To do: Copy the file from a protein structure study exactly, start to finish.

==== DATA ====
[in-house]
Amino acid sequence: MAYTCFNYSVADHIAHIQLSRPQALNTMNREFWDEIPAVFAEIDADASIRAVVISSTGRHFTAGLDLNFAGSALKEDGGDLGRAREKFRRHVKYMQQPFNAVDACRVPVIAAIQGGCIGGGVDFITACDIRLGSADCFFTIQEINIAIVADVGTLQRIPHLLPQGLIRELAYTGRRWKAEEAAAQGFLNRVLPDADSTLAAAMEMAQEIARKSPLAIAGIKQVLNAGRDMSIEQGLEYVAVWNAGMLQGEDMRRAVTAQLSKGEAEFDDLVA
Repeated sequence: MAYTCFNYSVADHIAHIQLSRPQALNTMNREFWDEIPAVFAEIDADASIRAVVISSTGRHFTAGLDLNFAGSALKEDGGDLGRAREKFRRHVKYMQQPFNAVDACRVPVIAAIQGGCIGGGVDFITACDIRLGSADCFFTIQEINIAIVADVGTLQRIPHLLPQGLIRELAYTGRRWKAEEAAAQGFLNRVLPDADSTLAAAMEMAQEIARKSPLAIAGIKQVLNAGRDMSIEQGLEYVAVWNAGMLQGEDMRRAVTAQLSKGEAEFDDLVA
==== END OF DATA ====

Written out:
[in-house]
Amino acid sequence: MAYTCFNYSVADHIAHIQLSRPQALNTMNREFWDEIPAVFAEIDADASIRAVVISSTGRHFTAGLDLNFAGSALKEDGGDLGRAREKFRRHVKYMQQPFNAVDACRVPVIAAIQGGCIGGGVDFITACDIRLGSADCFFTIQEINIAIVADVGTLQRIPHLLPQGLIRELAYTGRRWKAEEAAAQGFLNRVLPDADSTLAAAMEMAQEIARKSPLAIAGIKQVLNAGRDMSIEQGLEYVAVWNAGMLQGEDMRRAVTAQLSKGEAEFDDLVA
Repeated sequence: MAYTCFNYSVADHIAHIQLSRPQALNTMNREFWDEIPAVFAEIDADASIRAVVISSTGRHFTAGLDLNFAGSALKEDGGDLGRAREKFRRHVKYMQQPFNAVDACRVPVIAAIQGGCIGGGVDFITACDIRLGSADCFFTIQEINIAIVADVGTLQRIPHLLPQGLIRELAYTGRRWKAEEAAAQGFLNRVLPDADSTLAAAMEMAQEIARKSPLAIAGIKQVLNAGRDMSIEQGLEYVAVWNAGMLQGEDMRRAVTAQLSKGEAEFDDLVA